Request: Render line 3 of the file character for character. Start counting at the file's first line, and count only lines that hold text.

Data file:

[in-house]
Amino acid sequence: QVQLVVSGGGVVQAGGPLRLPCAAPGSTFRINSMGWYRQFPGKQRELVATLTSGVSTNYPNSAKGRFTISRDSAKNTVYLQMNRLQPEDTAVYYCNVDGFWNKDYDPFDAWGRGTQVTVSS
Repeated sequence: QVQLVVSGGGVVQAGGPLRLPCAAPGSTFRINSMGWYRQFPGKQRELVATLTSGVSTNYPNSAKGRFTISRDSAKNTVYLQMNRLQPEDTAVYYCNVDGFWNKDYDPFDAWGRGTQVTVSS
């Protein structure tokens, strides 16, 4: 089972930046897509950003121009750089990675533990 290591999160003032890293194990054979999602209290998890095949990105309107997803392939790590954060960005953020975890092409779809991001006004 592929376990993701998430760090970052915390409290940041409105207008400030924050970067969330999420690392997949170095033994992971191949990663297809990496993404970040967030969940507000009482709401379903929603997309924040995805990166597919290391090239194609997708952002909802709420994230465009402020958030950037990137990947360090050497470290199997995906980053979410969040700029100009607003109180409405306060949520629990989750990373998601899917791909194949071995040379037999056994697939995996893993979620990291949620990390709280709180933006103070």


Repeated sequence: QVQLVVSGGGVVQAGGPLRLPCAAPGSTFRINSMGWYRQFPGKQRELVATLTSGVSTNYPNSAKGRFTISRDSAKNTVYLQMNRLQPEDTAVYYCNVDGFWNKDYDPFDAWGRGTQVTVSS